Running almost parallel with Nepal, separated only by the Indian state of Sikkim, Bhutan is a tiny country with a population of around 700,000 people. Commonly associated with spirituality, Bhutan sits in the foothills of the eastern Himalayan Range, affording it some of the most spectacular landscapes in the world. With its proximity to the Himalayas, one might think Bhutan would be a popular destination for mountaineering, however, interestingly mountaineering of any kind has been banned in Bhutan since 2003. The government and population of this spiritual mecca believe the towering peaks to be the homes of deities and spirits and consequently, Bhutan contains the highest unclimbed mountain in the world, Gangkhar Puensum which stands over 7500 meters. As the country flattens out towards the south, a network of rivers flows into the vast plains of India, which provide the water needed for migratory shepherds to tend to their livestock and produces several diverse ecosystems, which house some of south Asia‘s fascinating wildlife.
There are thought to be around 3200 tigers left in the wild and as of early 2015, Bhutan is home to a population of around 100. Tigers are frequently mentioned in Tibetan folk law and have lent their name to one of the most famous monasteries in the world, Paro Taktsang. Meaning “Tiger’s Lair” in Tibetan, Taktsang Monastery is just one of the many Buddhist temples that dot Bhutan’s picturesque countryside. Buddhism was introduced into Bhutan around the 7th century and has played a major role in the country’s culture and history ever since.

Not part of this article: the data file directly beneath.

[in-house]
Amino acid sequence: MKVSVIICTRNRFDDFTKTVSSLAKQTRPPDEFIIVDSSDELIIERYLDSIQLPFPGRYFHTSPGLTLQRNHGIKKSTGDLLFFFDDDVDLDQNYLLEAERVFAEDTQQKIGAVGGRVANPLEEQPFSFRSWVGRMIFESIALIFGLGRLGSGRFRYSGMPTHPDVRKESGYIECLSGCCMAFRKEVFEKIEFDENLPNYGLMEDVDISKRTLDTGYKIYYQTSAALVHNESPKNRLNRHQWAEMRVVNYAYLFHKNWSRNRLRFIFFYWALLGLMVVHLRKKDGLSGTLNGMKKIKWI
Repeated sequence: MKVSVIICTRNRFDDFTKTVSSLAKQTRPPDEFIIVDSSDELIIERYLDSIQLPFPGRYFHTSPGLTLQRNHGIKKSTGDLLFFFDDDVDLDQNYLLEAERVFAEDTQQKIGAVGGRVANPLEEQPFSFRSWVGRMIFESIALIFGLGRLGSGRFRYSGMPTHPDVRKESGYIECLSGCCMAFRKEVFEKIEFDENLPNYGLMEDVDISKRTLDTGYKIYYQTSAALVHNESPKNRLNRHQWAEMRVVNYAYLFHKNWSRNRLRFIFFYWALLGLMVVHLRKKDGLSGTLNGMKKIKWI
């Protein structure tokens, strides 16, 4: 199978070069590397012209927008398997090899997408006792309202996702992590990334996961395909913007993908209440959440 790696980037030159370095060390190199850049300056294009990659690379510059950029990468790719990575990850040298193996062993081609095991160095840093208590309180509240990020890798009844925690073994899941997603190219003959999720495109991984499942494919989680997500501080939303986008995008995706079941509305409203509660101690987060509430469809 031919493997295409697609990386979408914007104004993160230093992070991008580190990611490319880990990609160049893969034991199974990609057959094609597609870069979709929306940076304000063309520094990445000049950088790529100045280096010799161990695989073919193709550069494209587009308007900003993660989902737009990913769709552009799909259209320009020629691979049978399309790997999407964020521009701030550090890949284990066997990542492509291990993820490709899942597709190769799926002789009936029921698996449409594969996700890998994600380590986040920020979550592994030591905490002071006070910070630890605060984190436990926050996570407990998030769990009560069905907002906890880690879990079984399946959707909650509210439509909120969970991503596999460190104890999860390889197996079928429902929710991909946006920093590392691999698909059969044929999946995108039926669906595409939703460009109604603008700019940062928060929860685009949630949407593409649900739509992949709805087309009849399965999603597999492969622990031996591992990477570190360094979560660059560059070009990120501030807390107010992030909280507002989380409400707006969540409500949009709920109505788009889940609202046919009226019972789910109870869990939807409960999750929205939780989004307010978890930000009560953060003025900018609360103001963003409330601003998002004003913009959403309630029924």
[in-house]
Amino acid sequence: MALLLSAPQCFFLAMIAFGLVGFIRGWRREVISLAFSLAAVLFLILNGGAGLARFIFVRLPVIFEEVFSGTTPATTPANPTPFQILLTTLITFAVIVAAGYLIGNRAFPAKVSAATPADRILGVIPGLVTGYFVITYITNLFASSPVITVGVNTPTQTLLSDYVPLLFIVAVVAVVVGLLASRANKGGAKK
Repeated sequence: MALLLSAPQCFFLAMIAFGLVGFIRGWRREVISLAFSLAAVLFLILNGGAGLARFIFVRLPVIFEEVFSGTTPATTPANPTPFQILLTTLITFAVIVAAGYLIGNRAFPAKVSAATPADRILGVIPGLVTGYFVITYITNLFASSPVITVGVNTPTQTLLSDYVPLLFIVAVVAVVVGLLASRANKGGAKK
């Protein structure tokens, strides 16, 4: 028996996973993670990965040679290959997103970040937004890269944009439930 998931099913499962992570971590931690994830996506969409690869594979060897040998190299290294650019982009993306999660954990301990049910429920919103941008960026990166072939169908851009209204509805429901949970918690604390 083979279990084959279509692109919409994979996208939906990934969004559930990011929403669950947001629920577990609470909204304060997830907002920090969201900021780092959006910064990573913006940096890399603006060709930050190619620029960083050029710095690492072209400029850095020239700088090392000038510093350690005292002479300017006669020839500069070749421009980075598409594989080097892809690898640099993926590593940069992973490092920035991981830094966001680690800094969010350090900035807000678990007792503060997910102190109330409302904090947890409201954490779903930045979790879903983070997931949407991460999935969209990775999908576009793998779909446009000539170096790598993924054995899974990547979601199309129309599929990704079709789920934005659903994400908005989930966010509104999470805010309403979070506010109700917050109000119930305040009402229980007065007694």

Also located in the Paro District, Kyichu Lhakhang is one of the oldest temples in the country, having been originally built in the 7th century by the Tibetan Emperor Songtsan Gampo, shortly after the introduction of Buddhism. Legend has it a giant demoness lay across the Himalayas preventing the spread of Buddhism north into Tibet, so the emperor built over 100 temples pinning her down, with Kyichu Lhakhang positioned on her left foot. The temple fell into disrepair periodically over the centuries but has been restored several times, first in the 15th century, then in the 18th century when many statues were built and later in the 19th century when the golden roof was added. The 20th century saw an expansion of the site with an additional temple, Guru Lhakhang being built in the late 1960s under the sponsorship of the Queen Mother of Bhutan, Ashi Kesang Choden. Today Kyichu Lhakhang is revered by the population and many important figures are cremated in or near its grounds.
Stepping into the courtyard of the temple, the sound of prayer wheels turning are accompanied by the chants of the monks and the wind whistling through the grounds, creating an unrivalled sensation of peace and tranquillity. The temple contains many statues including an original statue from the 7th century of Jowo Sakyamuni, similar to Bhutan’s world-famous statue in Lhasa, which was said to have been built at the same time. You could spend hours, even days wondering around the grounds here and we highly recommend learning as much as possible while you’re there.